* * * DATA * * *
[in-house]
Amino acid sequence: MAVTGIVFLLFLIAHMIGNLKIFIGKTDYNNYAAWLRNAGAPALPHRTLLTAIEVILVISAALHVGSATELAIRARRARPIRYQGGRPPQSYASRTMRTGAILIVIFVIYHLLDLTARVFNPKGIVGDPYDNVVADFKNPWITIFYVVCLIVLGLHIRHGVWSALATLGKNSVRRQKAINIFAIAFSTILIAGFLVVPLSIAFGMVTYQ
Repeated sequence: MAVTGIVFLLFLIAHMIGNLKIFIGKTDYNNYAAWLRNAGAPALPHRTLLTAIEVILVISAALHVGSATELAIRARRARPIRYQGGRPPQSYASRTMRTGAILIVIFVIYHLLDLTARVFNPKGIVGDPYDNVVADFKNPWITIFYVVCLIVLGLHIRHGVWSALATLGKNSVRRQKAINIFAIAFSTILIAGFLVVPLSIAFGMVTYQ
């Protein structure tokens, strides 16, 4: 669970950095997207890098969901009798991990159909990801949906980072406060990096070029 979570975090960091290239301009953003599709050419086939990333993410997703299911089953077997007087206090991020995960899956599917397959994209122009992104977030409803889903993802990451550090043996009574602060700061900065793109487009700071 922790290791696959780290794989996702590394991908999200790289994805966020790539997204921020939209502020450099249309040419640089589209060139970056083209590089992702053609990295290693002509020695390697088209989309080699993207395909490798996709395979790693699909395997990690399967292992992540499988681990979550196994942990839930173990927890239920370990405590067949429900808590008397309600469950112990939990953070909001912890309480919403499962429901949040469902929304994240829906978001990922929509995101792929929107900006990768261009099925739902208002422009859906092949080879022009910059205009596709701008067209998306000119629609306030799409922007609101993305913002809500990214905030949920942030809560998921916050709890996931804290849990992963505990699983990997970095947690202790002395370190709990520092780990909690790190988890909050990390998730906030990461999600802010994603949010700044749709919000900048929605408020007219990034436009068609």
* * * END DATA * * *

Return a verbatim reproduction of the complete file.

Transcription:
[in-house]
Amino acid sequence: MAVTGIVFLLFLIAHMIGNLKIFIGKTDYNNYAAWLRNAGAPALPHRTLLTAIEVILVISAALHVGSATELAIRARRARPIRYQGGRPPQSYASRTMRTGAILIVIFVIYHLLDLTARVFNPKGIVGDPYDNVVADFKNPWITIFYVVCLIVLGLHIRHGVWSALATLGKNSVRRQKAINIFAIAFSTILIAGFLVVPLSIAFGMVTYQ
Repeated sequence: MAVTGIVFLLFLIAHMIGNLKIFIGKTDYNNYAAWLRNAGAPALPHRTLLTAIEVILVISAALHVGSATELAIRARRARPIRYQGGRPPQSYASRTMRTGAILIVIFVIYHLLDLTARVFNPKGIVGDPYDNVVADFKNPWITIFYVVCLIVLGLHIRHGVWSALATLGKNSVRRQKAINIFAIAFSTILIAGFLVVPLSIAFGMVTYQ
């Protein structure tokens, strides 16, 4: 669970950095997207890098969901009798991990159909990801949906980072406060990096070029 979570975090960091290239301009953003599709050419086939990333993410997703299911089953077997007087206090991020995960899956599917397959994209122009992104977030409803889903993802990451550090043996009574602060700061900065793109487009700071 922790290791696959780290794989996702590394991908999200790289994805966020790539997204921020939209502020450099249309040419640089589209060139970056083209590089992702053609990295290693002509020695390697088209989309080699993207395909490798996709395979790693699909395997990690399967292992992540499988681990979550196994942990839930173990927890239920370990405590067949429900808590008397309600469950112990939990953070909001912890309480919403499962429901949040469902929304994240829906978001990922929509995101792929929107900006990768261009099925739902208002422009859906092949080879022009910059205009596709701008067209998306000119629609306030799409922007609101993305913002809500990214905030949920942030809560998921916050709890996931804290849990992963505990699983990997970095947690202790002395370190709990520092780990909690790190988890909050990390998730906030990461999600802010994603949010700044749709919000900048929605408020007219990034436009068609």